In what appeared to be a dramatic backtracking at the Commercial High Court 1 in Accra on Tuesday, the International Finance Corporation (IFC), the private lending arm of the World Bank Group and the OPEC Fund for International Development (OFID), withdrew their motion that sought to challenge the jurisdiction of the High Court to entertain the suit filed against them by the indigenous Ghanaian company, Quantum Oil Terminals Limited.
This follows an agreement reached by the parties in London, United Kingdom, to set aside an ex-parte injunction granted by a London Court restraining the Ghanaian company from litigating against IFC and OFID in any court in Ghana.
The setting aside of the injunction paved the way for Quantum Oil to amend its writ to refer three of the nine agreements signed by the parties to arbitration in London if it so wishes and maintain its claims based on the six other agreements as well as an allegation of discrimination and racism against IFC and OFID.
When His Lordship Justice Samuel K.A. Aseidu, the presiding judge of Commercial High Court 1, called the case yesterday, lawyers for IFC requested to withdraw their motion on notice for stay of proceedings pending arbitration in London which I filed on March 28, 2017.
Their oral application was granted by the judge to enable lawyers for IFC and OFID to file their statement of defence to the amended writ by the plaintiff.
This means lawyers for IFC have eight days, counting from the day the amended writ was served on them, to file their statement of defence.
His Lordship Justice Samuel K.A. Asiedu, the presiding judge, will, therefore, be dealing with alleged breaches of six agreements as well as allegations of discrimination and racism that Quantum Oil has levelled against IFC and OFID.
Details of lawsuit
Quantum Oil alleged that the IFC, deceived them into coming to the table with the promise of board approval for a loan facility to complete their tank farm within 6 months and subsequent loan disbursement within a year of engagement, leading Quantum Oil to close all other funding doors it was already pursuing before it was approached by the IFC.
It said what followed was four years of constant engagement with the IFC in the form of calls, emails, document requests etc during which time Quantum Oil was made to spend over $2million in fees and other payments to the IFC and other costs in relation to the promised $16 million loan facility.
It added that after satisfying all the requirements for the disbursement of the loan, IFC in a move inconsistent with international practice, strangely refused to disburse, leaving the 75% completed tank farm project in a state of limbo.
Quantum Oil further alleges that the IFC proceeded to discriminate against it by not disbursing as, among other things, it could not provide any substantive reason for that decision.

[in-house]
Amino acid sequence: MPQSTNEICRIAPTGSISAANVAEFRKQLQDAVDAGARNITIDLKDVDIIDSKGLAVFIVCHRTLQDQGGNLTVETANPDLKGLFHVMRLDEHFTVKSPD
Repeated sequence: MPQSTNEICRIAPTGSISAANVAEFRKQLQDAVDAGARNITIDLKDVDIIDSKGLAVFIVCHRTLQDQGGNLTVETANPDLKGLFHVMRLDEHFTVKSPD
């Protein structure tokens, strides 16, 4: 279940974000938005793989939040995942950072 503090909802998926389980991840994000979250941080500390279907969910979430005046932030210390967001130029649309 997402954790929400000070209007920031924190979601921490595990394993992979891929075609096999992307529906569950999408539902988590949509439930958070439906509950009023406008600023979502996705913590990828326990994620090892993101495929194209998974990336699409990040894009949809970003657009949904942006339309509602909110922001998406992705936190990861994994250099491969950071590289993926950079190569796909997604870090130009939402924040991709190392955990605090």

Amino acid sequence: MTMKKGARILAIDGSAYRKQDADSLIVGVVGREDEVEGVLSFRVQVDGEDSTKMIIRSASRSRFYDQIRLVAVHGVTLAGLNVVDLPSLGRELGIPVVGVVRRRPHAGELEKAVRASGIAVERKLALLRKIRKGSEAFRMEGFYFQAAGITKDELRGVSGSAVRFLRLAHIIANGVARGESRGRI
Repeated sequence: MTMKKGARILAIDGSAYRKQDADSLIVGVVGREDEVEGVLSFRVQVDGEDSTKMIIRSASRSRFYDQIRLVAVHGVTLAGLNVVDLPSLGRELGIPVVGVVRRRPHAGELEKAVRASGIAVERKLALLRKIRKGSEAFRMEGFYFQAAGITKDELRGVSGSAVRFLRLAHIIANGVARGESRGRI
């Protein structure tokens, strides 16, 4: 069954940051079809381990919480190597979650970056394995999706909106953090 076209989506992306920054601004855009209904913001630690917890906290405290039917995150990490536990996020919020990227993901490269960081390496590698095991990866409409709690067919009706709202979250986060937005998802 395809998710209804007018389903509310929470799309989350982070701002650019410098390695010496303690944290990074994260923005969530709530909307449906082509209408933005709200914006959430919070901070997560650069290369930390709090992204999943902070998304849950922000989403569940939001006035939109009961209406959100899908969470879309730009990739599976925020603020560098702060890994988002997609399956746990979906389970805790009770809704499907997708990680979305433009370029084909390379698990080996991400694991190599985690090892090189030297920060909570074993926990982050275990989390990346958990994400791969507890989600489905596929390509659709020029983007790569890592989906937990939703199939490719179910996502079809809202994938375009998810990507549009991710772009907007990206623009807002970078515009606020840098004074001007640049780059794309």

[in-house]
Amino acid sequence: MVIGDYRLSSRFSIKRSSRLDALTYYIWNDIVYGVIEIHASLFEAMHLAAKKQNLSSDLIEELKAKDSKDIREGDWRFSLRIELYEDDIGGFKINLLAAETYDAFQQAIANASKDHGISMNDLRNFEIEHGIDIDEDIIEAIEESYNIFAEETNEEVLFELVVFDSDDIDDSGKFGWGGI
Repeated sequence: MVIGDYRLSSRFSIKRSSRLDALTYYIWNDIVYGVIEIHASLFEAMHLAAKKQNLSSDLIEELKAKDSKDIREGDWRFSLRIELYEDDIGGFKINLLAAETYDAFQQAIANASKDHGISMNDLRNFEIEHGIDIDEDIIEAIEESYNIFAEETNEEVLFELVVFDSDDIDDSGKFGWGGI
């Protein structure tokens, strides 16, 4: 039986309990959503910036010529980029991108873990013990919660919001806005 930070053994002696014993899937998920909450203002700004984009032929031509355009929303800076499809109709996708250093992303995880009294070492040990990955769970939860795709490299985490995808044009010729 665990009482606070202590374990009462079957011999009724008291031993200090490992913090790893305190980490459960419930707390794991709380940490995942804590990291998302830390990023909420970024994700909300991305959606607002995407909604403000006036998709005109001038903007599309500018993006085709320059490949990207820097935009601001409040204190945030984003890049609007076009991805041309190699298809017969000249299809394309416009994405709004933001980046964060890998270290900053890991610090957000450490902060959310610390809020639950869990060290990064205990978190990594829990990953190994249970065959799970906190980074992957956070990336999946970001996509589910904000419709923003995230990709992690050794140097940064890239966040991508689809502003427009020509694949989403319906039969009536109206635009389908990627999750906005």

According to Quantum Oil, this was against the advice of multiple internal reviews of the loan facility.
It said contrary to the international practice and IFC’s own transparency rules, IFC took another strange decision by refusing to share the report of the industry expert with Quantum Oil, mainly because it did not support their decision not to disburse.
The company alleges that having taken a decision not to disburse, IFC fraudulently invoiced it for portfolio supervision fees that are payable yearly and are only due a year after the facility has been disbursed.
To make an already bad situation worse for Quantum Oil, the company said IFC is still holding onto the Quantum Oil’s multiple securities used to guarantee the loan, claiming non-payment of the fraudulently issued invoice, an amount of less than $100,000, knowing very well the effect and huge cost to Quantum Oil of doing so.
It questioned portfolio supervision fees of $100,000 which could not have been due since the loan had not been disbursed.
Quantum Oil alleged that this action has been designed by the IFC to make it difficult for it to raise the needed funding from other sources to complete their tank farm facility still standing uncompleted when it should have been completed and in operation more than 2 years ago.
Quantum Oil said the $41.3 million includes fees and charges paid directly paid to IFC and OPEC Fund, fees and charges paid to various consultants at the direction of IFC and OPEC Fund and statutory fees paid by plaintiff to create charges for the benefit of IFC and OPEC Fund.
Quantum Oil said rather than assisting it to develop and grow its business, IFC and OPEC Fund rather worsened and reduced Quantum Oil’s business fortunes and prospects and in the process, rendered Quantum Oil poorer than before.
It is seeking $4,200,000 being cost of escalation in the project due to delay occasioned by defendants, $681,050 being fees and charges paid by plaintiff directly to the defendants, $331,015 being various consultancy defendants directed plaintiffs to pay and $9,645,582 being lost interest income on funds spent by plaintiff on the project prior to defendants’ breach.
In addition, Quantum Oil seeks $2,430,808 as additional interest cost to be incurred by plaintiff on the project due to defendant’s breach to disburse the loan thus causing delay in the execution of the project, $17,520,882, being lost business revenue to its associated trading company as a result of defendants’ breach and $6,509,786 being lost margins to Cardinal Petroleum Limited directly attributable to delay in the project resulting from failure to disburse the loan by defendants.